A primatologist at the University of Georgia provided gorilla vocals for the hit film “War of the Planet of the Apes” now showing in theaters.
A report by Alan Flurry on the school’s website says that recordings of gorilla sounds are rare so sounds used in films are generally not obtained from actual gorillas. In films, gorillas are usually portrayed as screaming, aggressive beasts when they are actually the opposite.
Flurry writes that the filmmakers contacted UGA’s Roberta Salmi, an assistant professor in the department of anthropology who has published extensive research on vocal communication of western gorillas.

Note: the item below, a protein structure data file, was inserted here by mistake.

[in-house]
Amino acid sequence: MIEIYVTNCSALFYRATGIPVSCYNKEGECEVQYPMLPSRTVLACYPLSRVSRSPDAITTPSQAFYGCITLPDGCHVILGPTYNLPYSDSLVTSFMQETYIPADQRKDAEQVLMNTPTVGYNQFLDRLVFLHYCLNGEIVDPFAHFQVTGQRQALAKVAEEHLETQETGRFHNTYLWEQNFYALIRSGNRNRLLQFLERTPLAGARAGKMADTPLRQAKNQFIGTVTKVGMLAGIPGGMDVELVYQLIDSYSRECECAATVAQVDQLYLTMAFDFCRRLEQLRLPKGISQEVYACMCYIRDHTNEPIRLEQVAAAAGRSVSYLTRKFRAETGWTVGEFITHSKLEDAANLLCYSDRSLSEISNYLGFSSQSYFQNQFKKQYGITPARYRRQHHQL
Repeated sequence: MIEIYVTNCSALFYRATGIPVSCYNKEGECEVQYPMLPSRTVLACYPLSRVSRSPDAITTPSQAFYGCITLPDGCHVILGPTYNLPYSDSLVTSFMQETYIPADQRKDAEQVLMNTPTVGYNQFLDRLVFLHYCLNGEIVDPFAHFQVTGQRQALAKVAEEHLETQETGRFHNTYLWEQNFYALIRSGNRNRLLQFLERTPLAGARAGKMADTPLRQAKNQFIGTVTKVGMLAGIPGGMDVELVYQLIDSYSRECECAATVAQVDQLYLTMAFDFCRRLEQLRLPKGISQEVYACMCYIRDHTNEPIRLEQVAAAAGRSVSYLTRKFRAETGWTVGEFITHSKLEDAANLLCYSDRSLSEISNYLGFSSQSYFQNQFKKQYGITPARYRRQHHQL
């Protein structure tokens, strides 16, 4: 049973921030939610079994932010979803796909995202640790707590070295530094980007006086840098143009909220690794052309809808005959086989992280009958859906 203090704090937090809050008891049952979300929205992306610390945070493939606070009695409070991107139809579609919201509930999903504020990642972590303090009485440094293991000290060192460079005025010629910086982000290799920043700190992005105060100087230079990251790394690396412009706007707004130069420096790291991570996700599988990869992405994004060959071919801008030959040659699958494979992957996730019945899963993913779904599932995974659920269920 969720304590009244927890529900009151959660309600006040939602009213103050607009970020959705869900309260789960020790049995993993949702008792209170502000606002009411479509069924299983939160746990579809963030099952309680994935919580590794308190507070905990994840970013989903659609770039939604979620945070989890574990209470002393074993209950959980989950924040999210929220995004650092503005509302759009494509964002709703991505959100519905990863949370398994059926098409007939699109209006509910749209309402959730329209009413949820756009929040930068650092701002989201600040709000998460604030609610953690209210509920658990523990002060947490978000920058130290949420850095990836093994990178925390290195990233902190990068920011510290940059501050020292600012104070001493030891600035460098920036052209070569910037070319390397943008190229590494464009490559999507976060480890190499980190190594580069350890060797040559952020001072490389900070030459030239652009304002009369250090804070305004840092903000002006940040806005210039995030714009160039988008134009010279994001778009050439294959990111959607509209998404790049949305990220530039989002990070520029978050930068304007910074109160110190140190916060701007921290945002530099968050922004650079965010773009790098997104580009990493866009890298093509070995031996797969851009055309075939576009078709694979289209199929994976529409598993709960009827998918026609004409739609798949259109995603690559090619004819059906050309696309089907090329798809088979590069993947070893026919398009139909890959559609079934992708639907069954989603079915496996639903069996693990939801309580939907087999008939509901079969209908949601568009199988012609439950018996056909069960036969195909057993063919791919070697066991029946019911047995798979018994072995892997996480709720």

The story can be found here.
Salmi once spent 18 months in the forest of the Northern Republic of the Congo collecting more than 2,000 recordings of gorilla vocalizations for her Ph.D dissertation.
She had already provided sounds in 2014 for “Dawn of the Planet of the Apes.”
In the article Salmi says that 20th Century Fox needed high quality sounds and were very happy with what she provided.
Salmi worked as a consultant on the latest apes movie.
“They wanted help on gorilla behavior, vocal production, effects sof age on sounds, postural position during vocalizations. The new movie has three main gorilla characters and I shared with them 40 new calls. I also gave them comments on the soundsmade by the actors so that they better resemble gorilla vocalizations,” Salmi said in Flurry’s article.